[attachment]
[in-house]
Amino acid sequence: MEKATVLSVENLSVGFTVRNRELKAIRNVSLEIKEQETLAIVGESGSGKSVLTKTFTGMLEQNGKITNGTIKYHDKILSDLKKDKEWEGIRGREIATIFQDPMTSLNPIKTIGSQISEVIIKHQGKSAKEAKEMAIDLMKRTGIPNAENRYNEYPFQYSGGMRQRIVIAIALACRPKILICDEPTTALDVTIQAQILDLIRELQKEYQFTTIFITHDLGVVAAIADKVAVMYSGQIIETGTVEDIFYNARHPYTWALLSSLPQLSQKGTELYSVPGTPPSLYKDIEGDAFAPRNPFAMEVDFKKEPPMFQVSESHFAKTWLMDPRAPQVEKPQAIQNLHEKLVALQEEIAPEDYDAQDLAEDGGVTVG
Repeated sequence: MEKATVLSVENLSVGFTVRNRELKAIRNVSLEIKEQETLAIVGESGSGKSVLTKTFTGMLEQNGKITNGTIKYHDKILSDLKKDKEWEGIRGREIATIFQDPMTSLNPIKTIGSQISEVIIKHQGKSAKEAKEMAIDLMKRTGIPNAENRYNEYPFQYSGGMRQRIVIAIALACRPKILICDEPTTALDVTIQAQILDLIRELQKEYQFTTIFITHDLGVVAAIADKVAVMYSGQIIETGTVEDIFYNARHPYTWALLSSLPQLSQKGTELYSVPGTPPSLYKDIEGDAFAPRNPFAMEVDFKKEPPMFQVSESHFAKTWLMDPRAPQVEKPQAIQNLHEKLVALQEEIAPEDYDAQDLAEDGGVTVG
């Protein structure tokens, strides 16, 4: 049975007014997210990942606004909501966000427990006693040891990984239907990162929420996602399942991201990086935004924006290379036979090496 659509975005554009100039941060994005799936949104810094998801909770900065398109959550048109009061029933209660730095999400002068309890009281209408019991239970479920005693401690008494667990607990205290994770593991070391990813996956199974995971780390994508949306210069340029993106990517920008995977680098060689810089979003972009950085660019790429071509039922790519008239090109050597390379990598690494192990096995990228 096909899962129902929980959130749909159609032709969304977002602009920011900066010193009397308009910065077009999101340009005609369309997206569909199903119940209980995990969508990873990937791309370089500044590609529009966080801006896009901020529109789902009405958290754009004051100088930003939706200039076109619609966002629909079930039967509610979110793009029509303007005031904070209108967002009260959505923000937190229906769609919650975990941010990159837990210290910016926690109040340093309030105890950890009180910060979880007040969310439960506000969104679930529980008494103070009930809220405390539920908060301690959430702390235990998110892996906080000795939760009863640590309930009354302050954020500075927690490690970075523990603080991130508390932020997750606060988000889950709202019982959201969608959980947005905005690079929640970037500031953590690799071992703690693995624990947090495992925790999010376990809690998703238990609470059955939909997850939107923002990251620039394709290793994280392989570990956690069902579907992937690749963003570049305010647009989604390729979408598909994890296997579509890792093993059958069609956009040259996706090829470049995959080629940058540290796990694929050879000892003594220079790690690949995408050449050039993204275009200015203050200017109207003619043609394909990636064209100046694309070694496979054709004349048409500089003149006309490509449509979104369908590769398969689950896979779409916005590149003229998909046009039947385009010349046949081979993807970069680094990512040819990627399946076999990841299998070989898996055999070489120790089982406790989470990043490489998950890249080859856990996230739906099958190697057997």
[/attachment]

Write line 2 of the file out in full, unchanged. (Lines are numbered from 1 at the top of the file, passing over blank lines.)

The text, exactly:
Amino acid sequence: MEKATVLSVENLSVGFTVRNRELKAIRNVSLEIKEQETLAIVGESGSGKSVLTKTFTGMLEQNGKITNGTIKYHDKILSDLKKDKEWEGIRGREIATIFQDPMTSLNPIKTIGSQISEVIIKHQGKSAKEAKEMAIDLMKRTGIPNAENRYNEYPFQYSGGMRQRIVIAIALACRPKILICDEPTTALDVTIQAQILDLIRELQKEYQFTTIFITHDLGVVAAIADKVAVMYSGQIIETGTVEDIFYNARHPYTWALLSSLPQLSQKGTELYSVPGTPPSLYKDIEGDAFAPRNPFAMEVDFKKEPPMFQVSESHFAKTWLMDPRAPQVEKPQAIQNLHEKLVALQEEIAPEDYDAQDLAEDGGVTVG